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Western observers pulling out of Abkhazia

Western observers pulling out of Abkhazia

Western observers pulled out of Georgia on Tuesday after Russia blocked an extension of the mission to observe the cease-fire that ended last year's war.
The pullout of the Organization for Security and Cooperation in Europe mission came as tensions between Georgia and Russia remain high.
OSCE spokeswoman Martha Freeman said the organization's 20 observers packed up their post in the village of Karaleti, near the region of South Ossetia, on Tuesday. The withdrawal follows Russia's refusal last year to agree to extending the mission's mandate because other OSCE members refused to recognize South Ossetia and another region, Abkhazia, as independent nations.
Since its war with Georgia last August, Russia has been building military bases, storage facilities for supplies, and roads in the two regions, which Moscow has recognized as independent. Around 6,000 Russian troops are based in each region. Nicaragua is the only other nation that has recognized the two regions as independent.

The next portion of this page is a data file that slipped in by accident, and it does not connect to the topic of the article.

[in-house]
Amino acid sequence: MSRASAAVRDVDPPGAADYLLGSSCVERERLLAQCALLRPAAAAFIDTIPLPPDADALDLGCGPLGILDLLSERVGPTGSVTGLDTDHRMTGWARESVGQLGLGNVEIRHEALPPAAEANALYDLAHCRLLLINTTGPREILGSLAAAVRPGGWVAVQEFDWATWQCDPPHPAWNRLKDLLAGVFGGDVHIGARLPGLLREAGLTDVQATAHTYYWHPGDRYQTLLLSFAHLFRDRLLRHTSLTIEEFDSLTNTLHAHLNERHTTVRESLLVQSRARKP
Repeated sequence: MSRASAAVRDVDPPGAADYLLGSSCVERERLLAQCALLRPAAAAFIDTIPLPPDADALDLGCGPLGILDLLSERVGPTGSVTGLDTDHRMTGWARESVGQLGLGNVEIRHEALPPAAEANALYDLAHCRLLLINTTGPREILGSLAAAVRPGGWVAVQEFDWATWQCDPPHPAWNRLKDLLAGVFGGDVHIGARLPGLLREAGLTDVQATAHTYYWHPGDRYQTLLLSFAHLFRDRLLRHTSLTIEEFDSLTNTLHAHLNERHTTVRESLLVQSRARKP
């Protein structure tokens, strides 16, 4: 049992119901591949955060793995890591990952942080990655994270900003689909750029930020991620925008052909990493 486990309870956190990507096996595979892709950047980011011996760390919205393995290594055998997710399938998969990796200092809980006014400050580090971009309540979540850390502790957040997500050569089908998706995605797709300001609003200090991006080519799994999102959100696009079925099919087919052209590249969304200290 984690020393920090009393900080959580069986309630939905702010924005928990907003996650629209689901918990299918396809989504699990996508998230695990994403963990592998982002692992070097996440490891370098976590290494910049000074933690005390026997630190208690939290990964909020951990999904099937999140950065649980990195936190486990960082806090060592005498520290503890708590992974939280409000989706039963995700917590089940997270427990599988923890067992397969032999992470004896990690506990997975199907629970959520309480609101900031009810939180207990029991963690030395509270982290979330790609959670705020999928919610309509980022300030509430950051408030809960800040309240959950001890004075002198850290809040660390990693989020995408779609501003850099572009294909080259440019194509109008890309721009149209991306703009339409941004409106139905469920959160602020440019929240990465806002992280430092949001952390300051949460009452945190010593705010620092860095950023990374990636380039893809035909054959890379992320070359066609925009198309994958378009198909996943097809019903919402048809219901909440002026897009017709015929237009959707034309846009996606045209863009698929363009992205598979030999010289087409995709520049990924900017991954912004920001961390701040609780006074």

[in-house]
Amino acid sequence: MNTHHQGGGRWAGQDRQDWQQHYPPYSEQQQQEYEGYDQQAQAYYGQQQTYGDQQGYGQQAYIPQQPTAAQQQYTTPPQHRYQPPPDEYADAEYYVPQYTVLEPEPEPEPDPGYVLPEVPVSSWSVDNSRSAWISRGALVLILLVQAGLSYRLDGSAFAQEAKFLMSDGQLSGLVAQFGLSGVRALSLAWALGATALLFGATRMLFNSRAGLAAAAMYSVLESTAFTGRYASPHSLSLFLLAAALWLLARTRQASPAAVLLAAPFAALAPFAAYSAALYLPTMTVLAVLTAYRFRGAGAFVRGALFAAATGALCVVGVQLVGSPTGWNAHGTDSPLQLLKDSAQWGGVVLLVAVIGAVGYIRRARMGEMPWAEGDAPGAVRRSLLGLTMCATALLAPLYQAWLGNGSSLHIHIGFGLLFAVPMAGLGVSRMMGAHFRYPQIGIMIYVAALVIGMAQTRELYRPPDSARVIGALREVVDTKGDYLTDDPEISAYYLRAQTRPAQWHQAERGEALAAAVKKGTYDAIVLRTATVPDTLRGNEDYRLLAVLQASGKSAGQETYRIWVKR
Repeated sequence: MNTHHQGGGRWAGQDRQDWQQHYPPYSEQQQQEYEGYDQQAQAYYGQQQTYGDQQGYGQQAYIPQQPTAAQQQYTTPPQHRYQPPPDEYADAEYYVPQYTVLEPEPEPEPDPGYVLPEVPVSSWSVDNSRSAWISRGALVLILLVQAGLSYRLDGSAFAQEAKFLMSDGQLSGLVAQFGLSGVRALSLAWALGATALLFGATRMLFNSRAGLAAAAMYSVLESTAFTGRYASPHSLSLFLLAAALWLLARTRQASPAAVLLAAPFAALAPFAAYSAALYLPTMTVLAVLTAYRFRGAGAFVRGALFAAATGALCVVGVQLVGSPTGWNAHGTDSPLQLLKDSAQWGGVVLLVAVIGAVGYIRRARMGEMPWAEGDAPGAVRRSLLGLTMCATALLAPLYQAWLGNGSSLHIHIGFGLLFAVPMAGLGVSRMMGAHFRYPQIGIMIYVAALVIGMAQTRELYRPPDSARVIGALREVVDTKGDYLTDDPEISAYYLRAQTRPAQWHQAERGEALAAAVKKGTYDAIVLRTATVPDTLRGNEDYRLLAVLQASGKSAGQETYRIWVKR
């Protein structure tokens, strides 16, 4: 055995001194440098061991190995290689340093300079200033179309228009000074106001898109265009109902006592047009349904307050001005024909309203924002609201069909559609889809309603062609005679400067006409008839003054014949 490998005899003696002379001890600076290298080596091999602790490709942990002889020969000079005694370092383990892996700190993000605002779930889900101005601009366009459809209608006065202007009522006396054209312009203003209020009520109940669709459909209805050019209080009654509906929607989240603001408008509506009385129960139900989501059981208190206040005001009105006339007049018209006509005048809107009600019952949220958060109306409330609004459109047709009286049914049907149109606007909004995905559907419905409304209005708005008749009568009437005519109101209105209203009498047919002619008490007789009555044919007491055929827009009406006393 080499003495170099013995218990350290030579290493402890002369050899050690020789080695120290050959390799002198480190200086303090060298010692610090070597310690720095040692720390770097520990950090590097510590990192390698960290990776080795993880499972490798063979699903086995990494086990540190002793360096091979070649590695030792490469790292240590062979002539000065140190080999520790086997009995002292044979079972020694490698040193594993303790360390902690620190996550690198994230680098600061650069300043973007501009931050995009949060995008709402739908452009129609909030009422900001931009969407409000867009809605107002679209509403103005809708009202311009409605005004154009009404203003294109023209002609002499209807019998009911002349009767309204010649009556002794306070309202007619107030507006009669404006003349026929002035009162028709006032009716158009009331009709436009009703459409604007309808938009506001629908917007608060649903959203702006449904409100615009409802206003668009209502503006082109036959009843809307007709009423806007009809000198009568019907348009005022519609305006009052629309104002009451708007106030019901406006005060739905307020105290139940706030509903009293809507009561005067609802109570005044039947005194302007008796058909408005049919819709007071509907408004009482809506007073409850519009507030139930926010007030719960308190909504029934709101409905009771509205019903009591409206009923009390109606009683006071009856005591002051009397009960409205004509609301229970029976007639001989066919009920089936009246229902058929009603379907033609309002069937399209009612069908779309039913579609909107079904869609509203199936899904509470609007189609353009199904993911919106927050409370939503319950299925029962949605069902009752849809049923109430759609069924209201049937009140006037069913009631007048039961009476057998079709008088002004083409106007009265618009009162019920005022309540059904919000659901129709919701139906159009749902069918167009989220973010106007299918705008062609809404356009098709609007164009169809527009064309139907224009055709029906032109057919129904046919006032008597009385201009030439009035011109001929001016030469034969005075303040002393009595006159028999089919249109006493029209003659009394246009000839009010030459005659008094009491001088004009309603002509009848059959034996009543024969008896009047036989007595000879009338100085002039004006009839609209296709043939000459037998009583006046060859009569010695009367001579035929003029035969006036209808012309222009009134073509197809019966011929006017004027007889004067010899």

David Darchiashvili, the chairman of Georgia's parliamentary committee on European integration, welcomed the OSCE pullout, saying: "It is a step in the right direction because it will practically lead to the isolation of Russia." He said, the withdrawal of the mission "is the result of a Russian veto and the world community has seen that."
Meanwhile, United Nations observers also were scheduled to begin withdrawing from Abkhazia on Tuesday, ending a 16-year mission there. That follows Russia's recent veto of a U.N. Security Council resolution that would have extended that mission.
The withdrawals leave only European Union observers remaining in Georgia, though they have been blocked from traveling to South Ossetia and Abkhazia.
As the first anniversary of the war in which Russia routed Georgia's army approaches, tensions have risen between the two countries, and some experts have warned that new fighting could break out.
On Monday, Russia began large-scale military exercises in the regions just over the border from Georgia. The Caucasus 2009 war games are being seen by many experts as a direct threat to Georgia.


Updated : 2021-05-16 11:11 GMT+08:00